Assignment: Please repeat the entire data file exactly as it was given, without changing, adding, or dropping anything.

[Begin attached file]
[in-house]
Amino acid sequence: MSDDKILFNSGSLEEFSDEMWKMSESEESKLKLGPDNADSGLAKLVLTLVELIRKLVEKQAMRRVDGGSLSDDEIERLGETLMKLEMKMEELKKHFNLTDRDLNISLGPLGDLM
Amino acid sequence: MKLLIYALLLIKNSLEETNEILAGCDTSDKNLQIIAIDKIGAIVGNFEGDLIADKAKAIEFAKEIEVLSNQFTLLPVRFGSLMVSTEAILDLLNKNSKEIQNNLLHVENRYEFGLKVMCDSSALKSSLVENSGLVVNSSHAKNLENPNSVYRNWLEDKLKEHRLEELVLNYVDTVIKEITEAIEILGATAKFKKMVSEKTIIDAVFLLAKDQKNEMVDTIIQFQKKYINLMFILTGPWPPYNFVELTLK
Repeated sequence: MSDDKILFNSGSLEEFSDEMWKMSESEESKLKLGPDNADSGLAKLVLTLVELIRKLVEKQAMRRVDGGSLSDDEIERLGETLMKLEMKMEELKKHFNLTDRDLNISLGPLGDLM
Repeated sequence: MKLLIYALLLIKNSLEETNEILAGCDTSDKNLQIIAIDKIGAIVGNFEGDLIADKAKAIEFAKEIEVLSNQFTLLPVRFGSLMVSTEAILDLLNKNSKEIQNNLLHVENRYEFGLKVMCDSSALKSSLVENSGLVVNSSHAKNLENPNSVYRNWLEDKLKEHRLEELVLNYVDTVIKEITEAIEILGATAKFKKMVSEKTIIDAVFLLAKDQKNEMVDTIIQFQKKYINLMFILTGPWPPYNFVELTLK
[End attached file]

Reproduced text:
[in-house]
Amino acid sequence: MSDDKILFNSGSLEEFSDEMWKMSESEESKLKLGPDNADSGLAKLVLTLVELIRKLVEKQAMRRVDGGSLSDDEIERLGETLMKLEMKMEELKKHFNLTDRDLNISLGPLGDLM
Amino acid sequence: MKLLIYALLLIKNSLEETNEILAGCDTSDKNLQIIAIDKIGAIVGNFEGDLIADKAKAIEFAKEIEVLSNQFTLLPVRFGSLMVSTEAILDLLNKNSKEIQNNLLHVENRYEFGLKVMCDSSALKSSLVENSGLVVNSSHAKNLENPNSVYRNWLEDKLKEHRLEELVLNYVDTVIKEITEAIEILGATAKFKKMVSEKTIIDAVFLLAKDQKNEMVDTIIQFQKKYINLMFILTGPWPPYNFVELTLK
Repeated sequence: MSDDKILFNSGSLEEFSDEMWKMSESEESKLKLGPDNADSGLAKLVLTLVELIRKLVEKQAMRRVDGGSLSDDEIERLGETLMKLEMKMEELKKHFNLTDRDLNISLGPLGDLM
Repeated sequence: MKLLIYALLLIKNSLEETNEILAGCDTSDKNLQIIAIDKIGAIVGNFEGDLIADKAKAIEFAKEIEVLSNQFTLLPVRFGSLMVSTEAILDLLNKNSKEIQNNLLHVENRYEFGLKVMCDSSALKSSLVENSGLVVNSSHAKNLENPNSVYRNWLEDKLKEHRLEELVLNYVDTVIKEITEAIEILGATAKFKKMVSEKTIIDAVFLLAKDQKNEMVDTIIQFQKKYINLMFILTGPWPPYNFVELTLK